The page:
The adaptation of conservation management is a huge task and has to overcome multiple challenges on local level:
  • The lack of resources: local conservation management is chronically scarce of resources like budget and manpower. New challenges like climate change are therefore hard to tackle.

  • The lack of expertise in adaptation issues: on a local level there might be several experts trained to identifying effects of climate change, but only few are trained in adaptation issues.

  • The lack of guidance to find suitable data and methods: in the last years an overwhelming amount of data and information on climate change and its effects has become available. A plethora of approaches and data has been published making it hard to identify relevant information and useful methods.

  • The lack of suitable monitoring methods: signals of local climate change and its effects are hard to distinguish from the noise of natural dynamics. Robust methods helping to disentangle the web of pressures like land use and climate change are still rare.

  • The lack of management methods: conservation experts in the field need simple, applicable tools and guidance for decision support in everyday management of conservation sites. They need methods to identify climate change related conflicts, to identify robust adaptation strategies, to choose suitable management measures, and to prioritise action.

  • The lack of tools for communication and awareness raising: effective adaptation of conservation management needs to build public, as well as political, support for local adaptation activities. Tools for communication and participation are needed to foster environmental education, to illustrate effects of climate change, to show the relevance of adaptation measures, to guide autonomous adaptation of other land users, and to include stakeholders and the wider public in the adaptation process.

Despite the existing gaps and challenges, local conservation management cannot hesitate to take action and must proceed in the face of considerable uncertainty (Conroy et al. 2011).

1.3 Recognition and Adaptation on Higher Spatial and Administrative Levels

The protection of biodiversity and ecosystem services from adverse impacts of climate change is of importance on local and regional levels worldwide (Pérez et al. 2010). Systematic support and guidance by higher policy levels is needed (SCBD 2007). The European Commission adopted an EU strategy on adaptation to climate change in 2013.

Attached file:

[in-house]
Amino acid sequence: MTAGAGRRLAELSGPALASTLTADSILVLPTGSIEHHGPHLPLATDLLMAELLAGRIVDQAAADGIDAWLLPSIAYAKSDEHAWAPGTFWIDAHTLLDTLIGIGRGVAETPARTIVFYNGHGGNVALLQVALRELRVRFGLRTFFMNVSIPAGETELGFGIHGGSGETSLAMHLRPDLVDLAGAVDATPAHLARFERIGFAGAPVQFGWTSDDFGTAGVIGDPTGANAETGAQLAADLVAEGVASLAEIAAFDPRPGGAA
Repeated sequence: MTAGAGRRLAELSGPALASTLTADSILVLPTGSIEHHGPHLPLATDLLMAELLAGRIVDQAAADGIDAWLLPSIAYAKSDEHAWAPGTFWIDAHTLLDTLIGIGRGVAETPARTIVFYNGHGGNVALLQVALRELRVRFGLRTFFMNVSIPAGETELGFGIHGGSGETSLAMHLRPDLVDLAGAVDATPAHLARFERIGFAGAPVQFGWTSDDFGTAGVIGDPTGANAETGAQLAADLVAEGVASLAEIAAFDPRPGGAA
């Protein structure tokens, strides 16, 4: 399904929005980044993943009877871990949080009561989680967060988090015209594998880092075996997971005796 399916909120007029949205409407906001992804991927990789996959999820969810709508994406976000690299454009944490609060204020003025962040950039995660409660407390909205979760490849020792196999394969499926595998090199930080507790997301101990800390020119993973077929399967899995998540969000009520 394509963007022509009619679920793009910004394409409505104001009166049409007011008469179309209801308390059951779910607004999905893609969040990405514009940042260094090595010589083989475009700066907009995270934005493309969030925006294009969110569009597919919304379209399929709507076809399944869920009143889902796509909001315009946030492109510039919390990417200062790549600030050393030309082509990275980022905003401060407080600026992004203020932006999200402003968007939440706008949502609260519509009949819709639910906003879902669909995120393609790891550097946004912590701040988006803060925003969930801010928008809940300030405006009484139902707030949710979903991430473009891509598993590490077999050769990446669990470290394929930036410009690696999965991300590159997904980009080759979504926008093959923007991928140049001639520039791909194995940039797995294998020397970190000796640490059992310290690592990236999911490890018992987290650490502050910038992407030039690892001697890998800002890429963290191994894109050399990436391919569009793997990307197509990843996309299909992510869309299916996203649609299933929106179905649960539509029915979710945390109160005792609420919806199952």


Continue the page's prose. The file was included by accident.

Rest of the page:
Adaptation to climate change is addressed in several recent regulations as well as strategies on EU levels – but it is not yet mainstreamed into all EU policies. Biodiversity, and therewith, the diversity of habitats is one of the focus areas of adaptation. “Biodiversity and climate change” is one of four key policy areas within the EU Action Plan for “Halting the Loss of biodiversity by 2010 – and Beyond”. The Action Plan states that “policies will also be needed to help biodiversity adapt to changing temperature and water regimes” (European Commission 2006, p. 13).

Subsequently, a White Paper on climate change adaptation was issued (European Commission 2009). It emphasises the importance of maintaining and restoring ecosystem integrity and names as actions: “increasing the resilience of biodiversity, ecosystems and water”; the need to “improve policies and develop measures which address biodiversity loss and climate change in an integrated manner to fully exploit co-benefits and avoid ecosystem feedbacks that accelerate global warming”; and, to “draft guidelines by 2010 on dealing with the impact of climate change on the management of Natura 20001 sites”. This draft guideline (European Commission 2012) points out the requirement to “review […] other policies and strategic frameworks in terms of how they could be developed and utilised as part of the integrated solutions that will be increasingly required for climate change management”. It also gives core advices to site managers, e.g. “to develop adaptive management plans” (p. 96).

The EU Biodiversity Strategy to 2020 (European Commission 2011) underlines the importance of addressing climate change in the EU. In order to improve the exchange of information on climate change and measures for adaptation, a European clearing-house for climate change was developed.2

Beside the activities of the European Commission other international policy declarations were made. UNESCO’s “Dresden Declaration” acknowledges that climate change mitigation, adaptation to climate change, and the conservation of biological diversity are among today’s key environmental challenges (UNESCO, German Commission 2011). Therefore, biosphere reserves serve as model regions for adaptation to the impacts of this change. Ensuring sustainable land use and safeguarding ecosystem services are important actions. The declaration demands to “place greater focus on the capacities of the MAB [Man and Biosphere] Programme and biosphere reserves for mitigating and adapting to the impacts of climate change, and [to] improve integrating their contributions into national and international climate strategies and policies”. It also calls for the establishment of “adequate legislative, administrative and institutional frameworks at national and/or local level for biosphere reserves”. At practical level, climate change adapted management plans shall be drawn up and implemented (UNESCO, German Commission 2011).